Many of us do just fine without paper, thank you very much. It's the 21st century, after all: Letters, books, notepads and calendars have all been replaced by an array of more convenient screens.
But perhaps we shouldn't be so quick in our collective haste to abandon the archaic medium.
As I've written about before, writing notes down by hand (as opposed to typing them out on a laptop) has been shown to improve comprehension and retention among college students.
And, according to new research, we also derive benefits from reading on paper that are lost when we transition to reading on a screen.
In a new study, researcher Anne Mangen of Stavanger University in Norway gave 50 participants the same 28-page piece of writing (a short story by Elizabeth George) to read, . Half consumed the short story on a Kindle, while the others read the paperback version. Afterwards, the readers were tested on a range of variables, including plot, character, objects and settings.
While Mangen told the Guardian that she expected that reading on a screen versus on paper would cause the participants to display different "emotional responses" to the story, that didn't turn out to be the case. Instead, e-readers and paper readers' performances were very similar in all categories save for one: The Kindle readers performed "significantly worse" on plot reconstruction – i.e., correctly listing 14 events in chronological order –then the paperback readers.
Why? Mangen speculates that the act of physically turning the pages helped paperback readers orient themselves within the plot, and later recall the proper sequence of events. ("When you read on paper you can sense with your fingers a pile of pages on the left growing, and shrinking on the right," she told the outlet).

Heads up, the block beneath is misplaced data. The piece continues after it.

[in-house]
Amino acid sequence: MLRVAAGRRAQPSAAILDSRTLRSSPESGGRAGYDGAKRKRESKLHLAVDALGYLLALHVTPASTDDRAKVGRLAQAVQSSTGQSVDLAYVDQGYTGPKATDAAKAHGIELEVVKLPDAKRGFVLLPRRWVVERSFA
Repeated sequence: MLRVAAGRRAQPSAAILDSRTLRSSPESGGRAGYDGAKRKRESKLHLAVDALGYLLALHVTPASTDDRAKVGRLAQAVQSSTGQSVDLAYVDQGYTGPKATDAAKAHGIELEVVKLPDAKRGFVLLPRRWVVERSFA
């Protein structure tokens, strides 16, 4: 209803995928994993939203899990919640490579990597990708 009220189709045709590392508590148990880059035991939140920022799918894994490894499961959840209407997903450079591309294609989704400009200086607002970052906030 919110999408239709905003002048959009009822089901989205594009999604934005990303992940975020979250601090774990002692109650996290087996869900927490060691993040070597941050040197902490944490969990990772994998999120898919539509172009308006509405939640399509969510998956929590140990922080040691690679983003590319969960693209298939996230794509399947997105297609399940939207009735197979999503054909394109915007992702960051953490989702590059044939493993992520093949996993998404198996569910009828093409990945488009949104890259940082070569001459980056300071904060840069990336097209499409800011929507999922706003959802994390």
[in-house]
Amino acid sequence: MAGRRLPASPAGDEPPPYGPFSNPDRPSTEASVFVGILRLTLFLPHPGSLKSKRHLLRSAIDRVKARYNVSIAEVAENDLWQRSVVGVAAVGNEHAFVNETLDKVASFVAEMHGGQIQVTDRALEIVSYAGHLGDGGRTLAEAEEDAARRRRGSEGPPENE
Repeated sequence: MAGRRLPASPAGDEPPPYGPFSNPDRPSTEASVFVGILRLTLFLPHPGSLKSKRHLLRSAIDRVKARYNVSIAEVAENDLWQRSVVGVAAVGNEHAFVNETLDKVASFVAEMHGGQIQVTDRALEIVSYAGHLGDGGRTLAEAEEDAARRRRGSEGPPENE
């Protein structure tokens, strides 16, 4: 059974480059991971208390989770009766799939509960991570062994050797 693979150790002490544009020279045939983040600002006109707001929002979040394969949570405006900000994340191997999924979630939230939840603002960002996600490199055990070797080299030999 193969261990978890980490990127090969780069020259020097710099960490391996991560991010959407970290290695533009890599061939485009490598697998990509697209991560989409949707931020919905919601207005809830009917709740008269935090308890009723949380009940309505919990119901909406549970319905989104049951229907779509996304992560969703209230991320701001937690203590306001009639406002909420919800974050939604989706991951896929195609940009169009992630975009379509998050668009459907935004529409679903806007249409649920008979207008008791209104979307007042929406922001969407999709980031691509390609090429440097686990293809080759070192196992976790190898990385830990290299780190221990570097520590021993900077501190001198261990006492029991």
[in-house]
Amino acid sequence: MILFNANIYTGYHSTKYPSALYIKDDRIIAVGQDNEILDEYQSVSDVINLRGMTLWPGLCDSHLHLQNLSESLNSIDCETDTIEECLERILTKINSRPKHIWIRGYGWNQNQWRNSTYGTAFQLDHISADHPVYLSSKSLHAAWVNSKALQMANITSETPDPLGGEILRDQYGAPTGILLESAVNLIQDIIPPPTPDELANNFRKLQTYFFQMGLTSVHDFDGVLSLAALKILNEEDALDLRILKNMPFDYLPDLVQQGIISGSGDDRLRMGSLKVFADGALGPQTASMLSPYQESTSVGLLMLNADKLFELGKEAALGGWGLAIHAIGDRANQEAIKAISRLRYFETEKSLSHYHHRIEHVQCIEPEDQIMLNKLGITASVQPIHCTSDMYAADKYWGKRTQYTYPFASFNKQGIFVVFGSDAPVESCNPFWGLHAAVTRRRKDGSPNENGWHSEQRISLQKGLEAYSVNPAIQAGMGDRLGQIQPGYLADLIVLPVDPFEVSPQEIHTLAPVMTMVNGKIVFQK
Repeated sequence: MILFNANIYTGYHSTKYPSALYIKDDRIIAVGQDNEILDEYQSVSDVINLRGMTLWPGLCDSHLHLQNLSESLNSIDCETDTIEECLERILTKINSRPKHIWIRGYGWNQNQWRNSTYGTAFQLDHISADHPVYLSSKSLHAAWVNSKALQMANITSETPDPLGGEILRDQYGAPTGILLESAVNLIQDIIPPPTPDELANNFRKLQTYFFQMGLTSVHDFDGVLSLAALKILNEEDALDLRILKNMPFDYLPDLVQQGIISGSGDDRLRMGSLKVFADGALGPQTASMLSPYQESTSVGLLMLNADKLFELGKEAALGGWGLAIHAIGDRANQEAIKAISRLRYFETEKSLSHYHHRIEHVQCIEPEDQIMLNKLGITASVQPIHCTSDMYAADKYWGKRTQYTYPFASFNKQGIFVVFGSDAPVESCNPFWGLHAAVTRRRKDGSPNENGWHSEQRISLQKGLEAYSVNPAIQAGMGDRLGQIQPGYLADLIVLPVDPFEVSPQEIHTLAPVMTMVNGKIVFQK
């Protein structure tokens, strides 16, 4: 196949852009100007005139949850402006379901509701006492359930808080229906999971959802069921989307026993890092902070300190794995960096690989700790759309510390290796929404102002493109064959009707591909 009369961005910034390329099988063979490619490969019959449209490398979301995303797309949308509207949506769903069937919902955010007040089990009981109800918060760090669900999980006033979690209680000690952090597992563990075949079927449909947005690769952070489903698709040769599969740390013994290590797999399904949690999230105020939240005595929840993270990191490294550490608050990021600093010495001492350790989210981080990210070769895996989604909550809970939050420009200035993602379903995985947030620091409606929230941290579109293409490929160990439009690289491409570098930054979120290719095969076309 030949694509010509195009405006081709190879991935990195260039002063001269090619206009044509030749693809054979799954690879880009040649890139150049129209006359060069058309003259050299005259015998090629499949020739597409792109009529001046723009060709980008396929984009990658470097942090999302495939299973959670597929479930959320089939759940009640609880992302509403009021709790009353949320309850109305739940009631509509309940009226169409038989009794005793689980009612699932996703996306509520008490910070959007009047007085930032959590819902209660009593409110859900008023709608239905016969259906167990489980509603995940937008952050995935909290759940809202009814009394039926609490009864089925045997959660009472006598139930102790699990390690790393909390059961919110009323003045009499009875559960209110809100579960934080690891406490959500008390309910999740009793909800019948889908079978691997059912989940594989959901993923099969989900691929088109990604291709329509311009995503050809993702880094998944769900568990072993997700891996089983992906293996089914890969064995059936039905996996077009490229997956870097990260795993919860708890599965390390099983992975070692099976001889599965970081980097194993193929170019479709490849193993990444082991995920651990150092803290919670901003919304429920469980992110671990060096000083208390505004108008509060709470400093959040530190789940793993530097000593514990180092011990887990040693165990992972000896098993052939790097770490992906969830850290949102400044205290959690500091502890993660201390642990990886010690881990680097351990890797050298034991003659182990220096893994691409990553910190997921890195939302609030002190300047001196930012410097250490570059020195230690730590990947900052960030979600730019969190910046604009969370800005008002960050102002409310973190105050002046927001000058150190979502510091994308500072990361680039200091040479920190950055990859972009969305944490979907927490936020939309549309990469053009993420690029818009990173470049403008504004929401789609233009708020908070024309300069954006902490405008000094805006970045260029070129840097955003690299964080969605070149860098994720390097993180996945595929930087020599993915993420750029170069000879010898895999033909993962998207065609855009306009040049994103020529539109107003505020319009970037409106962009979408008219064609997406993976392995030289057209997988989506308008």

The study's sample size was admittedly small, but previous research suggests that Mangen is onto something. As notes, our brains are hardwired to register individual letters as part of the physical landscape – when we read, we often root a text's meaning to its structure. For example, have you ever taken a test and mentally "seen" the answer to a question in the textbook, down to its position on the page? Or read a novel, and later remember that a major plot point took place at the top of the right-hand page towards the middle of the book?
It's easier to do this – to use a text's structure to recall its content – on paper, especially in a book where the geography is more distinct (there are right-hand and left-hand pages, and by flipping through them you can physically see as well as feel how close you are to both the start and end of the text).
In all likelihood, we still probably have a very limited understanding of how the device on which we read impacts how we process information. Luckily, Mangen is on it. According to the Guardian, she will soon chair a European research network dedicated to exploring the topic.